THE DISASTER ARTIST: deluded incompetence makes for successful comedy

Dave Franco and James Franco in THE DISASTER ARTIST

 

Really bad movies can be so unintentionally funny that they are fun to watch and mock. Such is the case with The Room, which has risen to number 2 in my Bad Movie FestivalThe Room was a vanity project that was written and directed by its star, Tommy Wiseau, with his ravaged face, stringy hair and undeterminable accent. To fully appreciate Tommy Wiseau’s performance, search YouTube for “you’re tearing me apart Lisa!” – or watch The Disaster Artist, James Franco’s hilarious docucomedy about the making of The Room.

The primary element in The Disaster Artist (and the primary appeal of The Room) is that Wiseau is absolutely confident in his own talent, despite no validation from any one else.

Wiseau himself is a mystery. No one knows where he was born, how old he is or how he amassed enough of a fortune to blow six million dollars on making The Room.  He is so psychologically non-functional, he couldn’t have made millions on his own.  His accent betrays an origin someplace between Belgrade and St. Petersburg, even though he ridiculously claims the accent is from New Orleans.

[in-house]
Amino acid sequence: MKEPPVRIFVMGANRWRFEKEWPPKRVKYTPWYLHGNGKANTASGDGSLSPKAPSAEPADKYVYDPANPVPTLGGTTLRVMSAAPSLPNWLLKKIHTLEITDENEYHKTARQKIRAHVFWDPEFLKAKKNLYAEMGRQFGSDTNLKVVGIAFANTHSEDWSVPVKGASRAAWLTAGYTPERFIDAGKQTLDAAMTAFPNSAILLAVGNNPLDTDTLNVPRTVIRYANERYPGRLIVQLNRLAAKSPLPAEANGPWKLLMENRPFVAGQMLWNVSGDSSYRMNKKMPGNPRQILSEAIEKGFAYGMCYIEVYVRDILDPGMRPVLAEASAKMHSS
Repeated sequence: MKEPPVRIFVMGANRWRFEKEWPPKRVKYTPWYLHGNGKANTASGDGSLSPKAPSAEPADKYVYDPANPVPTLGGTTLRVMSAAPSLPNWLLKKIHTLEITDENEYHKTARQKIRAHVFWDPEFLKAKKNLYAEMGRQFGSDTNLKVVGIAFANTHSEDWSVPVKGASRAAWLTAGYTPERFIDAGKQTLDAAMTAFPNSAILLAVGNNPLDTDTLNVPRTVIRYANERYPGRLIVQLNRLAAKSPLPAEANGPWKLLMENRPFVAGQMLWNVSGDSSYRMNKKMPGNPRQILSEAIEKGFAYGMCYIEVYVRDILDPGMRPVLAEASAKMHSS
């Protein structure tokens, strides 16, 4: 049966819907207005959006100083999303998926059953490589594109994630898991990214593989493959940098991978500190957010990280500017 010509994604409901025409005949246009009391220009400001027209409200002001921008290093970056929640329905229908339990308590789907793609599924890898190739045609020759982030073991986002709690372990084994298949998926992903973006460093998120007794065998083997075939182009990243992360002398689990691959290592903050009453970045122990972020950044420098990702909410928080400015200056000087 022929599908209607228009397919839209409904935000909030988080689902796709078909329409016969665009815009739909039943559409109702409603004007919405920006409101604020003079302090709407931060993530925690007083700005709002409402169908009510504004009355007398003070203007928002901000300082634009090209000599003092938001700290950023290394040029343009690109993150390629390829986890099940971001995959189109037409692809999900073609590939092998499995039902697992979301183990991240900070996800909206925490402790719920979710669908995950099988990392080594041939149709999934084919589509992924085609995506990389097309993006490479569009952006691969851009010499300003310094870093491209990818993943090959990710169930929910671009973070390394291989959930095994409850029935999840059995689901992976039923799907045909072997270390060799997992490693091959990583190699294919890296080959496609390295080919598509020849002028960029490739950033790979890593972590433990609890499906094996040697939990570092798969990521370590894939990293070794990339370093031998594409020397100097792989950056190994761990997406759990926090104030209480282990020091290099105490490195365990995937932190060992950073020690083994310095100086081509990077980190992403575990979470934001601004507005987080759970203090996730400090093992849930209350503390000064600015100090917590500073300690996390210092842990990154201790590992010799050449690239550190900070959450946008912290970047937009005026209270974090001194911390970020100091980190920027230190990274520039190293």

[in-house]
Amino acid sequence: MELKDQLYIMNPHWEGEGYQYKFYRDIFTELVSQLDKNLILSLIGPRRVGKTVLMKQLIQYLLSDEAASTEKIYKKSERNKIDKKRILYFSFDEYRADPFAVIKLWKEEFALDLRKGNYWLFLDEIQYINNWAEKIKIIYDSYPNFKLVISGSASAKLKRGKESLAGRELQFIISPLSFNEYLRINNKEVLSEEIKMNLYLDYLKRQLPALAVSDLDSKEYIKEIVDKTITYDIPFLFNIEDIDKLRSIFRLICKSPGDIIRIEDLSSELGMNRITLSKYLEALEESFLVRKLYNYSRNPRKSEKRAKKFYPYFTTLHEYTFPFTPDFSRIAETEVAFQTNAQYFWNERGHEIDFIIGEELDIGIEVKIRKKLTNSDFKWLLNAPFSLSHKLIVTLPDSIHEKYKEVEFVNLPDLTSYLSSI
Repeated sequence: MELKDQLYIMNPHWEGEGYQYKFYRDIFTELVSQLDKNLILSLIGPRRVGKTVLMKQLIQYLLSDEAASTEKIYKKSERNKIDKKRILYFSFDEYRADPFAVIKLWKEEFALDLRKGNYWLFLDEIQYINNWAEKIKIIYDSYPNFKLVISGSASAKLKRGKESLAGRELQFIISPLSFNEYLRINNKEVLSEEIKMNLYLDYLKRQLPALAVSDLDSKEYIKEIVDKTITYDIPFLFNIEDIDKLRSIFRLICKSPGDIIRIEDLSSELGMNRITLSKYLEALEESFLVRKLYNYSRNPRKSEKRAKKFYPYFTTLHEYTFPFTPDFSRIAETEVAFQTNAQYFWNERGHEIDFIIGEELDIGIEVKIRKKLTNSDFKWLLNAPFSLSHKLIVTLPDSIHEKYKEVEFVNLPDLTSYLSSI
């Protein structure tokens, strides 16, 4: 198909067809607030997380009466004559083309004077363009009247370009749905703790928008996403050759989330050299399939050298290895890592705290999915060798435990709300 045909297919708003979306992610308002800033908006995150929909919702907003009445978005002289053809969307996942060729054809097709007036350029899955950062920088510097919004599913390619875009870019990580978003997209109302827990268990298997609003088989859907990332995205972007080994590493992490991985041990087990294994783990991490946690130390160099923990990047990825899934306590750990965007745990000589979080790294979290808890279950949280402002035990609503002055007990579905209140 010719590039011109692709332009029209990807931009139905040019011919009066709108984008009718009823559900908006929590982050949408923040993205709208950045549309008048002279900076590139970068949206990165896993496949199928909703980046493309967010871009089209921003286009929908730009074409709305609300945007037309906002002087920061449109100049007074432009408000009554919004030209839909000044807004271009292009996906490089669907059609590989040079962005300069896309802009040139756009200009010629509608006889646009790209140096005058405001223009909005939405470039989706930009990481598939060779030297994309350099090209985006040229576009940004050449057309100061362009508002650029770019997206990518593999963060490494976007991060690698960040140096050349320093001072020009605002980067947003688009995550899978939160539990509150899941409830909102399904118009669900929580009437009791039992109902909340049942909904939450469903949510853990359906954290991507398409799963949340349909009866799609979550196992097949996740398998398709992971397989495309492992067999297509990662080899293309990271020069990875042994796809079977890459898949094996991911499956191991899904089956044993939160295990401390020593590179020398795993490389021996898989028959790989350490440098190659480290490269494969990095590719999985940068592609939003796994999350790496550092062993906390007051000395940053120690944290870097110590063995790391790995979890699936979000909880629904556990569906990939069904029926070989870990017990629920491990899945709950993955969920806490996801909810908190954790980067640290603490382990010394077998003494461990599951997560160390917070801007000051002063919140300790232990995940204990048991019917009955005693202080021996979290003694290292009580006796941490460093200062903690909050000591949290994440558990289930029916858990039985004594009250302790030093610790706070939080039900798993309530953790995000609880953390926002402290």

Anyone who has watched The Room will marvel at James Franco’s brilliance in capturing all of Wiseu’s awkward and offbeat mannerisms.  It’s a remarkable, All In comedic performance and the core of the film.

The Disaster Artist is based on the book by Greg Sestero, Wiseu’s friend/muse/roommate, on the making of the movie.  Sistero is played by Dave Franco (and Sistero’s girlfriend Amber is played by Dave Franco’s real-life wife, Alison Brie).  The entire cast, which includes Seth Rogen and Jacki Weaver is excellent.

This is a very successful comedy.  The Disaster Artist is one of the funniest movies of the year.

Note:  The end of The Disaster Artist features a split screen for the very worst scenes of The Room side-by-side with the re-enactments by the cast of The Disaster Artist.  And make sure you wait through ALL the end credits for an encounter between the real Tommy Wiseau and James Franco in character as Wiseau.

Note #2:  Yes, I have turned to The Wife and bellowed, “you’re tearing me apart, Lisa!”

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